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Constant renewal

A typical pre-1919 single-brick building,

It used ‘London Stocks’ – the distinctive yellow brick commonly used in the capital throughout the nineteenth century – which were almost certainly sourced from the local brickfield. The roofs have clay plain tiles.

The two central bays of the stable block were probably built first, followed by two bays to the west, with the clock tower added above in about 1878.

The original timber lintel spanning the larger carriage bay opening is still in place, and the southern elevation, facing the Manor House still retains many original features, which have been enhanced by careful conservation.

In the early part of the twentieth century, an Arts & Crafts extension was added to the stable block’s eastern side. At the same time, the north-east wing was added to create the courtyard that exists today between the House and stable block.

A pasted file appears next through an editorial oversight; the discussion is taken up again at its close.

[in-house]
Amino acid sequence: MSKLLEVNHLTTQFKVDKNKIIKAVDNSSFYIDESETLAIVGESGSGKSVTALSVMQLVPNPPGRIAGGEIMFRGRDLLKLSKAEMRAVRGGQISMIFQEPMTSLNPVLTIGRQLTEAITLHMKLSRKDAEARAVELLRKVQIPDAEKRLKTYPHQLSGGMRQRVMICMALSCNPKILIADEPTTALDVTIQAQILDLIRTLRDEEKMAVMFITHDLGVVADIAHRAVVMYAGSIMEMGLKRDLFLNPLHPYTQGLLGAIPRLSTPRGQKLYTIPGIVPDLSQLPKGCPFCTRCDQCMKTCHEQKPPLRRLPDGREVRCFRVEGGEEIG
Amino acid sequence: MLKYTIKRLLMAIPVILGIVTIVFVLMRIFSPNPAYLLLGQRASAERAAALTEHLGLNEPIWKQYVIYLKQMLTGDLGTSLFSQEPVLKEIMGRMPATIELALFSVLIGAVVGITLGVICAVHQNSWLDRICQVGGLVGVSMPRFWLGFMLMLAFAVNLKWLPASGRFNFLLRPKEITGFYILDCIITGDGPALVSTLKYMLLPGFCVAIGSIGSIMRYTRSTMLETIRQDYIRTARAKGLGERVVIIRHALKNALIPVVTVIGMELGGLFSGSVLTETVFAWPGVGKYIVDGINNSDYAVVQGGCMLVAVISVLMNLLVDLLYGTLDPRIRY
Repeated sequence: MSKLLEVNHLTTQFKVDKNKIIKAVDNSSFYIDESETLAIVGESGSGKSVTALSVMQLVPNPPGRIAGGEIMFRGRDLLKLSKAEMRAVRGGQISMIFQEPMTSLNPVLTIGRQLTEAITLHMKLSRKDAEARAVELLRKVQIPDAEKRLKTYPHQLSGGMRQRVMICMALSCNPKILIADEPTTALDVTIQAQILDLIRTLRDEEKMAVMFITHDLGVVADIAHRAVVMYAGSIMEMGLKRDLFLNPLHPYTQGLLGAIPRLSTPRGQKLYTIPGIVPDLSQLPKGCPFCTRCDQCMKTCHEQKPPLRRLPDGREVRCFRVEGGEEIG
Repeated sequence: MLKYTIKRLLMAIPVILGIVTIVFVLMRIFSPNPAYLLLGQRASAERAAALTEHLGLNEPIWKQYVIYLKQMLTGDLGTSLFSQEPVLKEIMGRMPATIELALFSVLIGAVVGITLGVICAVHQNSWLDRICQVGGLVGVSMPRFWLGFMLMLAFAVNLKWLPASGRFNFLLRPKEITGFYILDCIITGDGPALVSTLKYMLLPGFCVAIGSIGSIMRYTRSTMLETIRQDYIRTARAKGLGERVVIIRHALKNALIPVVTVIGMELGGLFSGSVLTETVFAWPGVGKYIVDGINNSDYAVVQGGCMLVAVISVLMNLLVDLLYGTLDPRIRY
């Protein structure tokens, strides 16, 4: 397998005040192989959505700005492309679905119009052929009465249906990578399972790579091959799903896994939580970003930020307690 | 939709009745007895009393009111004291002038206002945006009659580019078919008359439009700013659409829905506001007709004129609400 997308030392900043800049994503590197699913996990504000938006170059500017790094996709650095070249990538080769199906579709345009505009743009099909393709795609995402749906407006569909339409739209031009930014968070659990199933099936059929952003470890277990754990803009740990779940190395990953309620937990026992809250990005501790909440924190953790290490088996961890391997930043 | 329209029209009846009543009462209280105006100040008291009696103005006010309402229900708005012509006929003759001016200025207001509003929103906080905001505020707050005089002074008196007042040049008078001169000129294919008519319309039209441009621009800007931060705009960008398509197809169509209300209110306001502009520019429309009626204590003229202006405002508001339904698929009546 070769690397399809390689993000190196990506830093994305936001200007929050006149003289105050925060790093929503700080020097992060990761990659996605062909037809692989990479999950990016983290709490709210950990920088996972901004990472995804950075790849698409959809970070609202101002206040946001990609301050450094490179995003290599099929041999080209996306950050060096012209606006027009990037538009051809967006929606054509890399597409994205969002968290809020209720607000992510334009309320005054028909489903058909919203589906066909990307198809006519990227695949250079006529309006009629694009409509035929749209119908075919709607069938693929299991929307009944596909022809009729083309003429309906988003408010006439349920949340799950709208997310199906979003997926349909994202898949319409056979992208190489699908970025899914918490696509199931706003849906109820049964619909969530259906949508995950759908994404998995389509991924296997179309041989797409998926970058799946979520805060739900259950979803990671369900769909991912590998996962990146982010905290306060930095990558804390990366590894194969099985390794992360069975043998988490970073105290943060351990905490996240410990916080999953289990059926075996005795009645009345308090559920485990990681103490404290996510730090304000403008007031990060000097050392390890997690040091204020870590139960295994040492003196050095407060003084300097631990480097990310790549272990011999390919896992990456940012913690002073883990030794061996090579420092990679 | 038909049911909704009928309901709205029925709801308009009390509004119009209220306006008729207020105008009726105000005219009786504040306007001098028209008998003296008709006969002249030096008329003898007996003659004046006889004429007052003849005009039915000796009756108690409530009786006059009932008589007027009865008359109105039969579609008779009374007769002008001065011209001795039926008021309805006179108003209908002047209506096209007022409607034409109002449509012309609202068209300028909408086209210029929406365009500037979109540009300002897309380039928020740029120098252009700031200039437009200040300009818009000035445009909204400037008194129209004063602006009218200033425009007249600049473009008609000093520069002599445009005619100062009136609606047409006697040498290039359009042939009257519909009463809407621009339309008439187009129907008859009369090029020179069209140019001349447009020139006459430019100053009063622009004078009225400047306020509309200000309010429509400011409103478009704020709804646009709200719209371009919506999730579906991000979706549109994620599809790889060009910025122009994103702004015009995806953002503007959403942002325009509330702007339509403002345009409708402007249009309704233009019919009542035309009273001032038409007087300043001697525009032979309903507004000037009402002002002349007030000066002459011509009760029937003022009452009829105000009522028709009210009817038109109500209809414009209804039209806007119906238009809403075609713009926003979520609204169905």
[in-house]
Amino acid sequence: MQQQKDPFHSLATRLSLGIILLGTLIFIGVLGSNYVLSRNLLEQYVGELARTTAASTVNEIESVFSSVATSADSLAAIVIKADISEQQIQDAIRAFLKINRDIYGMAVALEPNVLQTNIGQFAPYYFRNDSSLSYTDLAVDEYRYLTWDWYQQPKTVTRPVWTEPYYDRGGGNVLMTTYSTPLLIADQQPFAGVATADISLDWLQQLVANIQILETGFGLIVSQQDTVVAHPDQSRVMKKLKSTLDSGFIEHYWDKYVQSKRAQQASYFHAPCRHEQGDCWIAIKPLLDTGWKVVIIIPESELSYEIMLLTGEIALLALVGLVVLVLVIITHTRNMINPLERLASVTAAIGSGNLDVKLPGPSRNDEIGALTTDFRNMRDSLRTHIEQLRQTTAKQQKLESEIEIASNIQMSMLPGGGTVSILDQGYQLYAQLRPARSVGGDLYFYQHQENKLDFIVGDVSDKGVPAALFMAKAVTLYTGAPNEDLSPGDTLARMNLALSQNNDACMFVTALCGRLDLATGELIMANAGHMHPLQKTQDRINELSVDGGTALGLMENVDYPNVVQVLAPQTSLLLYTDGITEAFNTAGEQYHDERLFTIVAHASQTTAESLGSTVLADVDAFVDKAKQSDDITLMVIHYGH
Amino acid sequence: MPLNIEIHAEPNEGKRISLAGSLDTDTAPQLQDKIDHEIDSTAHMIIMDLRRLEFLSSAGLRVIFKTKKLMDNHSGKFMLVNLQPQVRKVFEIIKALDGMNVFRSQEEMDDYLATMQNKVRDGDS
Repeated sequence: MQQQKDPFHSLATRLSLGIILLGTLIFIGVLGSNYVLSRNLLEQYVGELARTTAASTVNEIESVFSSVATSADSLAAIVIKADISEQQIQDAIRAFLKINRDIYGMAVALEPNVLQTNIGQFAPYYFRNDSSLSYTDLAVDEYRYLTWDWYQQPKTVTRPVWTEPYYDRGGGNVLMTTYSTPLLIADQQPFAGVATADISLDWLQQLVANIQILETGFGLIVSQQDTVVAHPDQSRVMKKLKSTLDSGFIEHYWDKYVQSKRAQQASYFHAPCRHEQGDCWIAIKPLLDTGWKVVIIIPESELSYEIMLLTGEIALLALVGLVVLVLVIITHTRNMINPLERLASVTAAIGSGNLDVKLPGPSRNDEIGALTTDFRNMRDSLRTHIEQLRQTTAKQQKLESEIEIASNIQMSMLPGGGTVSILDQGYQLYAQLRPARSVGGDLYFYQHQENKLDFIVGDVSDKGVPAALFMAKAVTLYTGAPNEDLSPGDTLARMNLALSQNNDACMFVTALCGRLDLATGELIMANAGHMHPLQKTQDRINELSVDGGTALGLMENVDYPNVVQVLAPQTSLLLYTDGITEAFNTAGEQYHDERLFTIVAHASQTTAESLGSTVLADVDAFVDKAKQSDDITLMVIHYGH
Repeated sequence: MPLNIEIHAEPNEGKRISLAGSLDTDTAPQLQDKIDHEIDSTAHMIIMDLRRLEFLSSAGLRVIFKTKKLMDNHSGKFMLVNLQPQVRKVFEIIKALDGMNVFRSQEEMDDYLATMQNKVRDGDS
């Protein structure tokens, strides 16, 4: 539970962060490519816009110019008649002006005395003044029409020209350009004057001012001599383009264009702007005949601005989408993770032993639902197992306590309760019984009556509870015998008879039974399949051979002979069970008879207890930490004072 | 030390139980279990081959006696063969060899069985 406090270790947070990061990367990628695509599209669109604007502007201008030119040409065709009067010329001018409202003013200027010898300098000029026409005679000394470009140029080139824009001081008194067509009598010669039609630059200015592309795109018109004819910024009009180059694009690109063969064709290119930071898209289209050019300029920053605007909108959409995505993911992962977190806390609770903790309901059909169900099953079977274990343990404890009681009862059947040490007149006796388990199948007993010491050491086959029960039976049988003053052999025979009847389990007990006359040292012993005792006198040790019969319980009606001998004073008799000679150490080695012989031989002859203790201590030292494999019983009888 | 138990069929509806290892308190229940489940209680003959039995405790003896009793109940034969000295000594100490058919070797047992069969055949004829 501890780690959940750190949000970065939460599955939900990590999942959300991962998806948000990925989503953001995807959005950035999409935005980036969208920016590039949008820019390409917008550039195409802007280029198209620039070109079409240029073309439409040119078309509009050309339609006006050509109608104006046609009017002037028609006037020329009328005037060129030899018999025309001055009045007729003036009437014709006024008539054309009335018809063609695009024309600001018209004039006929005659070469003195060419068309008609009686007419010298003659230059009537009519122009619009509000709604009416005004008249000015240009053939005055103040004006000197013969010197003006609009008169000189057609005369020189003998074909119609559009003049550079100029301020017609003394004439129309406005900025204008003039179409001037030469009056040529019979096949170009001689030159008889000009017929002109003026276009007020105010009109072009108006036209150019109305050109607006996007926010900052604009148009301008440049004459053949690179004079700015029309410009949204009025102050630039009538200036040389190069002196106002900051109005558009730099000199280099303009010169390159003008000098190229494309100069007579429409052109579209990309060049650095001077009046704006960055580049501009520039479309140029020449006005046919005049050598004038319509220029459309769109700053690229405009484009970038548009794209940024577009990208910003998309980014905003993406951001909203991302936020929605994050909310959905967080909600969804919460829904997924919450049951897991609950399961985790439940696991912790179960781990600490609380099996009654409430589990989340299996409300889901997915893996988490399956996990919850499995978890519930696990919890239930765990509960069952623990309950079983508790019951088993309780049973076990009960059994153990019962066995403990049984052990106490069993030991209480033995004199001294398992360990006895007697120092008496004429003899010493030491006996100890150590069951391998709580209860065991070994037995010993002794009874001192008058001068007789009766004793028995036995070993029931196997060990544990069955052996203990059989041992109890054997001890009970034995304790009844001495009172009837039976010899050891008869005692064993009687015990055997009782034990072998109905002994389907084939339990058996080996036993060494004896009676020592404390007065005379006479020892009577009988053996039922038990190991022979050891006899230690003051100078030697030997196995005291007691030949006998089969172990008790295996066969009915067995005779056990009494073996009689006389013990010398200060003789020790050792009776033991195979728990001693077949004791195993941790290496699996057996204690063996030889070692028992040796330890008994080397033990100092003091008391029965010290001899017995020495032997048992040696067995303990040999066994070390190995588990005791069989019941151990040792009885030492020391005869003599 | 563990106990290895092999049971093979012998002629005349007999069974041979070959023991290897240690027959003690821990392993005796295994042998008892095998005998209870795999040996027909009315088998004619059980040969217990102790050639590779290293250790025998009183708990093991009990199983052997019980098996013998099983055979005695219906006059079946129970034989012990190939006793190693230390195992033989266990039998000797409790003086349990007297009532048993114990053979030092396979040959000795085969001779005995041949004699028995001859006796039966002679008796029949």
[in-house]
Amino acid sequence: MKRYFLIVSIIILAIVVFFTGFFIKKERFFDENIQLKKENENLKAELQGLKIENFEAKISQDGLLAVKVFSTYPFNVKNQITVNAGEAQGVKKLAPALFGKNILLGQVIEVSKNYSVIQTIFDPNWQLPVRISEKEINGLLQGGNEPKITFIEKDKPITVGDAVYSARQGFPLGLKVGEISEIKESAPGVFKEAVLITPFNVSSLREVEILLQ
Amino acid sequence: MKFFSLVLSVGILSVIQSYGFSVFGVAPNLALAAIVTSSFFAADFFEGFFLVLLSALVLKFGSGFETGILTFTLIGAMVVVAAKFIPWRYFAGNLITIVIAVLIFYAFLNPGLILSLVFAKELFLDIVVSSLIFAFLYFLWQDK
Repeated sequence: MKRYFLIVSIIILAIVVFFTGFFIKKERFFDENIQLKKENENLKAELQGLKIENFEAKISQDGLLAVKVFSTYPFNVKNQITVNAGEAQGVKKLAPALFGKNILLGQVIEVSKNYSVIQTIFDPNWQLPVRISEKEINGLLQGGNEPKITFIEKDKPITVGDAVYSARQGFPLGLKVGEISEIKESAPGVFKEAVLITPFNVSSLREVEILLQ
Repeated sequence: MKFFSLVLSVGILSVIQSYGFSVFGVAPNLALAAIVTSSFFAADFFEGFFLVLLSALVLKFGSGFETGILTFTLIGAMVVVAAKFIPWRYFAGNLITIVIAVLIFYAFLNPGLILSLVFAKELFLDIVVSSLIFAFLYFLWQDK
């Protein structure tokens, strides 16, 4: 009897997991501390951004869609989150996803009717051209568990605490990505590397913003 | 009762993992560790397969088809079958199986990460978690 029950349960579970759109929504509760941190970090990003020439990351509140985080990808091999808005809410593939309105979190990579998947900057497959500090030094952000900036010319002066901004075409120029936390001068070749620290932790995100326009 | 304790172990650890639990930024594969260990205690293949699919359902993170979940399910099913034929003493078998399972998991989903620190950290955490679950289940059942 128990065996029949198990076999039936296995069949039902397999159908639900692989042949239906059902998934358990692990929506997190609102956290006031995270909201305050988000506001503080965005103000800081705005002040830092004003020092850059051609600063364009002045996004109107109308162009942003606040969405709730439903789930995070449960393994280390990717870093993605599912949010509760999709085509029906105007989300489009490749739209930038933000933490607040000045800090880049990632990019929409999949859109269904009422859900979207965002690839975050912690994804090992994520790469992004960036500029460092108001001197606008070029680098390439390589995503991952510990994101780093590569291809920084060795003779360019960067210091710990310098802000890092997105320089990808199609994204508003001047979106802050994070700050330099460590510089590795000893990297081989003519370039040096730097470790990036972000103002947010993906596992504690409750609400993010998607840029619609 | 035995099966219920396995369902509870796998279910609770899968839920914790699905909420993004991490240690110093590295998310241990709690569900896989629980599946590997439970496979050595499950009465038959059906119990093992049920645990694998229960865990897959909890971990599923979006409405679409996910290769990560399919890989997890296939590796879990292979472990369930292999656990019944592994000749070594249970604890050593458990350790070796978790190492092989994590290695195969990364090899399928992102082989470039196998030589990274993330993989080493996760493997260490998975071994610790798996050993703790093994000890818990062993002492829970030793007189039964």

Condition of the building before refurbishment

The stable block, which was in state of decay, featured many of the  problems typically associated with pre-1919 housing, including solid brick walls, rotting sash windows, an uninsulated tiled roof, dampness, structural disrepair and poor thermal performance. It even had resident bats.

An initial condition survey also revealed a number of issues that would need to be dealt with before refurbishment could be carried out. These included:

  • damage to the south-west wall’s foundations caused by a nearby ash tree
  • a defective superstructure caused by the poor condition of the original timber
  • the presence of asbestos
  • and the possible presence of anthrax spores within the original render, which contained horsehair.